8. pmc Functional uncoupling of MCM helicase and DNA polymerase activities activates the ATR-dependent checkpoint
    Tony S Byun
    Department of Molecular Pharmacology, Stanford University, Stanford, CA 94305, USA
    Genes Dev 19:1040-52. 2005
  9. ncbi request reprint ATR kinase activity regulates the intranuclear translocation of ATR and RPA following ionizing radiation
    Sharon M Barr
    Department of Molecular Pharmacology, Stanford University, California 94305 5174, USA
    Curr Biol 13:1047-51. 2003
  10. pmc A genome-wide siRNA screen reveals diverse cellular processes and pathways that mediate genome stability
    Renee D Paulsen
    Department of Chemical and Systems Biology, Stanford University, Stanford, CA 94305, USA
    Mol Cell 35:228-39. 2009

Research Grants

  1. Regulation of the DNA damage Response
    KARLENE CIMPRICH; Fiscal Year: 2009
  2. Regulation of the DNA damage Response
    KARLENE CIMPRICH; Fiscal Year: 2007
  3. Role of ATR in the DNA Damage Response
    KARLENE CIMPRICH; Fiscal Year: 2006
  4. Development of Assays for DNA Damage Checkpoints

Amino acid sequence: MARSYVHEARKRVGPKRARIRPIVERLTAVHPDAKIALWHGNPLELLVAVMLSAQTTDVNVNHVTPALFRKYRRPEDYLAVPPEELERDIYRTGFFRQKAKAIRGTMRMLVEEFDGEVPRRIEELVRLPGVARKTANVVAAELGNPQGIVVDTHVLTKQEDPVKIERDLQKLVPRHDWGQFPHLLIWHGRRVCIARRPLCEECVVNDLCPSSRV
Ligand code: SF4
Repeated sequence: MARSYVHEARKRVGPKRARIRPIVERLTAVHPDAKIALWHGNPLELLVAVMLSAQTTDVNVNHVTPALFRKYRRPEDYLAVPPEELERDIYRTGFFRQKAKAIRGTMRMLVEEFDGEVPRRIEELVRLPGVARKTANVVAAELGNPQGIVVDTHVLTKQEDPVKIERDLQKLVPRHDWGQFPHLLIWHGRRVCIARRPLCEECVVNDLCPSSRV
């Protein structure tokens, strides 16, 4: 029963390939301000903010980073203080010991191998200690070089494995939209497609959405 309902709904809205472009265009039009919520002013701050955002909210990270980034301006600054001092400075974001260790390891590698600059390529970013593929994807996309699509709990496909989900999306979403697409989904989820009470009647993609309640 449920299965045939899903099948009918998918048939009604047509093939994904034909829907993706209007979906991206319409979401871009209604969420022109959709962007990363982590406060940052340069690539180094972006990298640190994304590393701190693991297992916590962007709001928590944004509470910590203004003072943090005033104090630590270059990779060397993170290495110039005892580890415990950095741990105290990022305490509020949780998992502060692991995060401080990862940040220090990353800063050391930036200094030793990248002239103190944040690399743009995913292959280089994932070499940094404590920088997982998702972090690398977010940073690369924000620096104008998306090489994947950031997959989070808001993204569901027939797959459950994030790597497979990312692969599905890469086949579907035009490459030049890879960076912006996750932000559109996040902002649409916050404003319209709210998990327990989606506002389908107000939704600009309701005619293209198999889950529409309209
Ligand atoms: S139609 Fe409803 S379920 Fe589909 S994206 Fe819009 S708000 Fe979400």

KARLENE CIMPRICH; Fiscal Year: 2003
  5. Regulation of the DNA damage Response
    Karlene A Cimprich; Fiscal Year: 2010

Collaborators

  • DAVID K contact CORTEZ
  • W Wang
  • Matthew J O'Connell
  • JAMES FERRELL
  • James Ford
  • Shou Waga
  • Maureen E Hoatlin
  • David Shechter
  • Patrick J Lupardus
  • Muh Ching Yee
  • Christopher Van
  • Renee D Paulsen
  • Debbie J Chang
  • Ryan D Bomgarden
  • Tony S Byun
  • Vincenzo Costanzo
  • Robert Driscoll
  • Deena V Soni
  • Christina A MacDougall
  • Alexandra Sobeck
  • Jean Gautier
  • Sharon M Barr
  • W Matthew Michael
  • Shan Yan
  • Angela T Hahn
  • Anna Guan
  • David E Solow-Cordero
  • Jayne A Hesley